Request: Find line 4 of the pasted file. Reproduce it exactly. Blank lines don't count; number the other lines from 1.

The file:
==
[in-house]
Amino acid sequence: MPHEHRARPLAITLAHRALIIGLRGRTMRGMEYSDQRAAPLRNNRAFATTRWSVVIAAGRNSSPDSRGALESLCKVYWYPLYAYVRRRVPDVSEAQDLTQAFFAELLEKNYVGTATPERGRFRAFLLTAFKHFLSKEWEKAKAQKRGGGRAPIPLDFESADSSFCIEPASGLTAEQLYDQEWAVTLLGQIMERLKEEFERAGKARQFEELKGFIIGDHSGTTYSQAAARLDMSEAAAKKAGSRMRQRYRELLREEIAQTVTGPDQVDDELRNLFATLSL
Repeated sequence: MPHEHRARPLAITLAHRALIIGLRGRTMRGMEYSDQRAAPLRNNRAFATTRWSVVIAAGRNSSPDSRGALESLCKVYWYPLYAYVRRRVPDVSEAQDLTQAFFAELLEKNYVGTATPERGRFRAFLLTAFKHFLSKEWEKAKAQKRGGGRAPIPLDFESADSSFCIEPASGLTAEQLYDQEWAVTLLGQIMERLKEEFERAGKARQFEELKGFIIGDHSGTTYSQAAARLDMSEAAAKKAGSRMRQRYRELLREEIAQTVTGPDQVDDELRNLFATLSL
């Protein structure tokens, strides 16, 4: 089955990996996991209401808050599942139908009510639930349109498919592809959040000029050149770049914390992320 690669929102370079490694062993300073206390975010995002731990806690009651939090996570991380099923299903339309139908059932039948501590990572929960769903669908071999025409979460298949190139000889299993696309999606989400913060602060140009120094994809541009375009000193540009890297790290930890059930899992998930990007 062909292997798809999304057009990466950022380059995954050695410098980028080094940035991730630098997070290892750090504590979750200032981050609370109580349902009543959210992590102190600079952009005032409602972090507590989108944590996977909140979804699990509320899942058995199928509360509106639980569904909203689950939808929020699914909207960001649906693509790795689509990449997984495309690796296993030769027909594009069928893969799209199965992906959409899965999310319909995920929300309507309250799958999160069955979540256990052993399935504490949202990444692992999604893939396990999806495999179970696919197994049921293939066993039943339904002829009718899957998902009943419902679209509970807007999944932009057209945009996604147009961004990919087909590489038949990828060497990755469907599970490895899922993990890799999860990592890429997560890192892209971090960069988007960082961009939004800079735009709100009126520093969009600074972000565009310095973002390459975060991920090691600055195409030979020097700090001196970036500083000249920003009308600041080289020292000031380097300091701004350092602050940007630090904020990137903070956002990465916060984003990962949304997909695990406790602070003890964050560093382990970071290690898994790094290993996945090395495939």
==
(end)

């Protein structure tokens, strides 16, 4: 089955990996996991209401808050599942139908009510639930349109498919592809959040000029050149770049914390992320 690669929102370079490694062993300073206390975010995002731990806690009651939090996570991380099923299903339309139908059932039948501590990572929960769903669908071999025409979460298949190139000889299993696309999606989400913060602060140009120094994809541009375009000193540009890297790290930890059930899992998930990007 062909292997798809999304057009990466950022380059995954050695410098980028080094940035991730630098997070290892750090504590979750200032981050609370109580349902009543959210992590102190600079952009005032409602972090507590989108944590996977909140979804699990509320899942058995199928509360509106639980569904909203689950939808929020699914909207960001649906693509790795689509990449997984495309690796296993030769027909594009069928893969799209199965992906959409899965999310319909995920929300309507309250799958999160069955979540256990052993399935504490949202990444692992999604893939396990999806495999179970696919197994049921293939066993039943339904002829009718899957998902009943419902679209509970807007999944932009057209945009996604147009961004990919087909590489038949990828060497990755469907599970490895899922993990890799999860990592890429997560890192892209971090960069988007960082961009939004800079735009709100009126520093969009600074972000565009310095973002390459975060991920090691600055195409030979020097700090001196970036500083000249920003009308600041080289020292000031380097300091701004350092602050940007630090904020990137903070956002990465916060984003990962949304997909695990406790602070003890964050560093382990970071290690898994790094290993996945090395495939």